Another issue is the typical foams being used today are polyurethane's which often contain isocyanate, a groundwater contaminant. Some research has been conducted to determine if the closed cell foam chemistry could be used with grout packers. The blowing agents in the foam, however, create a near immediate reaction that will not allow the annular space to be filled with the foam.

There are hybrid polyester/urethanes expandable closed cell foams that could be used and avoid isocyanate. However, these alternate foam formulations have not been well suited to curing in the ambient underground soil conditions.

Another method for repair of pipes has been to excavate a damaged pipe section and wrap the outer pipe wall with a high tensile strength material having an elasticity maintaining the band in contact with the pipe. See for example U.S. Pat. No. 4,700,752 of Norman C. Fawley. Another method has been to repair or reinforce a pipe section by wrapping the outer pipe wall with a composite material having a multiplicity of high tensile strength filaments encapsulated in a resin matrix. The wrapping material is manufactured in a coiled structure and installed by deflecting portions of the material into an uncoiled configuration and then wrapping those portions of the material around the pipe. The material may be applied with an adhesive coating on the pipe surface and between each coil layer. See for example Fawley, U.S. Pat. No. 5,683,529 and 5,677,046.

The measure of physical properties of materials relevant to the present invention include ASTM D1621 Compressive Strength, ASTM D790 Flexural Strength, ASTM D1622 Density, ASTM C 273 Shear Strength, ASTM D 2126 Dimensional Stability, ASTM D696 Coefficient of expansion, ASTM D 543 Chemical Resistance, and ASTM D 2842 Water Absorption.

SUMMARY OF INVENTION

Insitu pipe repair methods have been developed utilizing techniques for heat assisted cured in place pipe lining (“CIPP”) utilizing epoxy repair materials. This technology has allowed the use of styrene free thermosetting or thermoplastic resins in an impregnated (“prepreg”) composite repair material that is cured with an expandable and heatable bladder. Thermoset resins are curable resins that can be introduced or impregnated into a fibrous repair material. The curing of the resin results in a change of phase of the resin from a liquid to a solid. As a solid, the repair material continues to have the fiber structure. This technology has been adapted for use in the repair or sealing of pipes or conduits, including sewer mains and lateral lines, (“pipes”) and the junctions or interfaces of multiple pipelines.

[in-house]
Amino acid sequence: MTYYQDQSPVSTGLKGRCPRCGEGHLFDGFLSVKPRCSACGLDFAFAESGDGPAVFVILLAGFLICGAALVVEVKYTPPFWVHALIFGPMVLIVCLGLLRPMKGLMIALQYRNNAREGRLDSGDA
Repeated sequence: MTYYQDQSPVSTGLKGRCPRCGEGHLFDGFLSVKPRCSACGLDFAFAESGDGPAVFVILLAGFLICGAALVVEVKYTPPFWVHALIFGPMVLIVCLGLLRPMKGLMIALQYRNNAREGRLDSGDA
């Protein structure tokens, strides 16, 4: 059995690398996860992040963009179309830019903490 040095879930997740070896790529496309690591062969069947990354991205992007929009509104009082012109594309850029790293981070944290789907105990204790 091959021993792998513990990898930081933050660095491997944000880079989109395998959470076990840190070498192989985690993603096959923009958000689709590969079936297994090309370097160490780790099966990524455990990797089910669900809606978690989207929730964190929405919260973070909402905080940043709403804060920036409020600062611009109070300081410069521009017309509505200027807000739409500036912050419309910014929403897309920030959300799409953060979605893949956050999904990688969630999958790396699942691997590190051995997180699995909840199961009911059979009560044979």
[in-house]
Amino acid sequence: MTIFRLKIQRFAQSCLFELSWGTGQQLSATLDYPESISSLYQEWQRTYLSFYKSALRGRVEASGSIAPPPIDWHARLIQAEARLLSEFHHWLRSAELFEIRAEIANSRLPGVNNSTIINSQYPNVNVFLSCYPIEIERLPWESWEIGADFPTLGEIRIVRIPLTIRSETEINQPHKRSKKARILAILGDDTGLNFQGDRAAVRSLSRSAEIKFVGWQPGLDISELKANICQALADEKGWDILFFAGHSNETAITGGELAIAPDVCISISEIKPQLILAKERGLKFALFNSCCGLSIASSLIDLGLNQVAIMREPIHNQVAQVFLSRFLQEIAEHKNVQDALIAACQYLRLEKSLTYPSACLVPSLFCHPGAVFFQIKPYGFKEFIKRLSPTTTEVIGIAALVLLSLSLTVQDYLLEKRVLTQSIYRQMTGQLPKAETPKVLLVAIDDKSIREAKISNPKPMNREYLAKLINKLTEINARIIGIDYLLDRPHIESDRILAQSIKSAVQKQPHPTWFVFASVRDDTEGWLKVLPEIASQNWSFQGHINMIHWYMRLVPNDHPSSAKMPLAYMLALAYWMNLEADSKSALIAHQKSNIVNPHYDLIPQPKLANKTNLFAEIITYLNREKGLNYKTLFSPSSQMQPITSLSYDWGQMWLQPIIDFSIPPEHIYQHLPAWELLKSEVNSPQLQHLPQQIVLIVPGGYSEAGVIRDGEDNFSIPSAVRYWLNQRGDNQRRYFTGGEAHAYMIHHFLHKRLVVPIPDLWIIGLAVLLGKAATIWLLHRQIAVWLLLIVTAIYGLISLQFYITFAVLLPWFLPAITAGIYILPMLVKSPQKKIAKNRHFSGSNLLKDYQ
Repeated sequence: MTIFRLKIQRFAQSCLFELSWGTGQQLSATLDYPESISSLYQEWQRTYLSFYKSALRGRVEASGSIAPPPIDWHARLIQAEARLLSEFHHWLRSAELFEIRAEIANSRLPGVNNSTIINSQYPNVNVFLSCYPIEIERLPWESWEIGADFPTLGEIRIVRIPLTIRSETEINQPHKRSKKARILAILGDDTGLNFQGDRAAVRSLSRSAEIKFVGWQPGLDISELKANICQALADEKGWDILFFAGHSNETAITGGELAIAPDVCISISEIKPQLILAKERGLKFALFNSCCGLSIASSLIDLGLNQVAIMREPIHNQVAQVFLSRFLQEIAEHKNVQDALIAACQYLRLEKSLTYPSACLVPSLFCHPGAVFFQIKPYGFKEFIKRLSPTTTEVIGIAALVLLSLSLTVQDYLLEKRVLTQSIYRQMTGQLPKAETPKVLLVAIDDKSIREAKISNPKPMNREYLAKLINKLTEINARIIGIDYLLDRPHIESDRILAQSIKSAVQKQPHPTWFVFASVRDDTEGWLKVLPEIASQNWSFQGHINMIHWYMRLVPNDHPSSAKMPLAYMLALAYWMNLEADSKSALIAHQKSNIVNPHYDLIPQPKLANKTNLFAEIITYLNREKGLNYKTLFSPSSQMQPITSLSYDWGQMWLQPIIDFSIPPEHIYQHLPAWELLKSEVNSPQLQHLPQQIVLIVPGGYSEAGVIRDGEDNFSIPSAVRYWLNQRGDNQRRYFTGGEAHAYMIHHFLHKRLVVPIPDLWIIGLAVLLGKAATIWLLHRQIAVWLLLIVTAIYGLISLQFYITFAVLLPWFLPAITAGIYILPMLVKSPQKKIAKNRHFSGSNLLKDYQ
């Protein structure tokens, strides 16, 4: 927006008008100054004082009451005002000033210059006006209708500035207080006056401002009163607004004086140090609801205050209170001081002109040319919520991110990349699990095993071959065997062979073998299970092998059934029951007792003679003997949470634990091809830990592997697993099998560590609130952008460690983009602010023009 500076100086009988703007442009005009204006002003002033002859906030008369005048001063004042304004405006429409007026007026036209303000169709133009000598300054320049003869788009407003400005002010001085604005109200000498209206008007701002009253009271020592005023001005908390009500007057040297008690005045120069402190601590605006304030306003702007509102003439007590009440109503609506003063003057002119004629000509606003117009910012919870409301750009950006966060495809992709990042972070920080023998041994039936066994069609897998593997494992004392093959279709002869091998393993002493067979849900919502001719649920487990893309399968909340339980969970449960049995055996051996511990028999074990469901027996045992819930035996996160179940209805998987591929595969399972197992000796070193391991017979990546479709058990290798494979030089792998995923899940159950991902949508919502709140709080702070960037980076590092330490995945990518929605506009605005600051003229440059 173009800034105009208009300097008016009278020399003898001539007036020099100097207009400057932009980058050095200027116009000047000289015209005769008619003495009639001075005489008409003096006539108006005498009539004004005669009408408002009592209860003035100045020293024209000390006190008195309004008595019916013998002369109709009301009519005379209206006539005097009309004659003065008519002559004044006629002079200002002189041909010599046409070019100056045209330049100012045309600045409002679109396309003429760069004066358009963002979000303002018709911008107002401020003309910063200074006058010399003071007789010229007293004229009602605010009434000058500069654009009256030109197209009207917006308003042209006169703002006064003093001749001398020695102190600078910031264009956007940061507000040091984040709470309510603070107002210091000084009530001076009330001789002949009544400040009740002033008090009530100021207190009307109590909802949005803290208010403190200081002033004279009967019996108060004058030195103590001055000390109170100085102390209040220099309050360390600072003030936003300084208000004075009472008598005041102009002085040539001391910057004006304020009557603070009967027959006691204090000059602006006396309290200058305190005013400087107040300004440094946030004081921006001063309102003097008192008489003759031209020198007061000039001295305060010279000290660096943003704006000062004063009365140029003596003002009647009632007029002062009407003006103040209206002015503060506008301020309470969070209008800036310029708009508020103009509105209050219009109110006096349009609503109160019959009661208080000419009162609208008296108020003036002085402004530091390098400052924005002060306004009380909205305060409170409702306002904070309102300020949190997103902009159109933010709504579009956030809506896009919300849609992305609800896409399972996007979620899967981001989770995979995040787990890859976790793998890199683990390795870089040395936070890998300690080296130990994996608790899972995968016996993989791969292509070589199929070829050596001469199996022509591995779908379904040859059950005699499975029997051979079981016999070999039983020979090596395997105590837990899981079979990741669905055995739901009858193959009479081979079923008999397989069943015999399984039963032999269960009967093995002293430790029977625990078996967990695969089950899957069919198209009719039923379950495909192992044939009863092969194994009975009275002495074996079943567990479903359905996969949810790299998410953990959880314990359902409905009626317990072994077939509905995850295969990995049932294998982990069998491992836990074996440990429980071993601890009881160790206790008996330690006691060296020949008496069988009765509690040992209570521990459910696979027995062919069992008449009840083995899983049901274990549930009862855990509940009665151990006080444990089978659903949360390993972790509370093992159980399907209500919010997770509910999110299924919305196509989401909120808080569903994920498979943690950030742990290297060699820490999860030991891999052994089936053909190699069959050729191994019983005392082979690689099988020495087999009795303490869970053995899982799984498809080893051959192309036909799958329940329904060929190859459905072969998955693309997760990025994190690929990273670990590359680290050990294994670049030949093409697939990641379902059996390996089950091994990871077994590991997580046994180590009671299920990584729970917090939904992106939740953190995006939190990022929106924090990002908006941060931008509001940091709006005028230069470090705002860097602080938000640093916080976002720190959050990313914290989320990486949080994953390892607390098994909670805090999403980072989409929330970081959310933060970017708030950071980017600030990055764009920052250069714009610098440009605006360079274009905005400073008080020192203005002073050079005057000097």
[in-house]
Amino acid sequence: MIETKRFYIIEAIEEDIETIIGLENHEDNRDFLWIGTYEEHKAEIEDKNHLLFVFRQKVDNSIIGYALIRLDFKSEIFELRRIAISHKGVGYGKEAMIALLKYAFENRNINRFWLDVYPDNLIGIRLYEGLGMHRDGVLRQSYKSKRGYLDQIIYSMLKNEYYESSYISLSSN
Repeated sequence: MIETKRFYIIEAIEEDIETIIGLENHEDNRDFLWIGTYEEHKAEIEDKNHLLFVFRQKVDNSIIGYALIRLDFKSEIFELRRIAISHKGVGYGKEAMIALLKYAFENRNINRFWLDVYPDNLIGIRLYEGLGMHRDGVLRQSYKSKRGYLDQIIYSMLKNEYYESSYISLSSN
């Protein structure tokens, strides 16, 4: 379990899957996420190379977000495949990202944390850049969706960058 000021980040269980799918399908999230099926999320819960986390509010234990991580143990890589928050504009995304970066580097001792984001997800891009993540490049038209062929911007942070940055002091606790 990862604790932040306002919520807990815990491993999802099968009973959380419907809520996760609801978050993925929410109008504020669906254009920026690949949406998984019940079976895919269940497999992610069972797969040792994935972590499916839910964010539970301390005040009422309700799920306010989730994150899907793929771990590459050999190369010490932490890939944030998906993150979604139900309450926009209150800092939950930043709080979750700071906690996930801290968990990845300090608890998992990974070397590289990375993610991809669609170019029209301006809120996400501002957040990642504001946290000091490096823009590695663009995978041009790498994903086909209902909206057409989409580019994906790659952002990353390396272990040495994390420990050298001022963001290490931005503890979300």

This invention teaches the use of this technology in combination with the injection of chemical reactants creating expanding closed cell foam (“foaming liquids”) for stabilization of the surrounding ground proximate to the underground pipes. The heat assisted CIPP mechanisms and techniques for interior pipe repair thereby allow the use of more environmentally friendly foaming liquids than feasible in ambient conditions to stabilize the ground surrounding the pipe. The inflated bladder can provide a heat source for curing of the resin of the prepreg repair materials, closed cell foaming liquid resin and limiting resin redistribution, and a supporting mechanism for maintaining the pipe diameter and to prevent infiltration of the foam or foaming liquid into the pipe interior.

The invention also teaches use of the expandable bladder alone within the inside diameter of the pipe in combination with the injection of foaming liquids proximate to the exterior of the pipe surface. The invention also teaches use of an expandable and heatable bladder within the inside pipe diameter to assist in the cure of the injected foaming liquids.

The present invention provides for an improved method of stabilizing the adjacent underground soils or formation around the pipe, minimizing ground water infiltration into the pipe, while repairing the host pipe/conduit or connection. The invention also minimizes exfiltration of sewerage from the pipe. Such exfiltration is a problem particularly when the pipe system is fully charged during a rainfall event,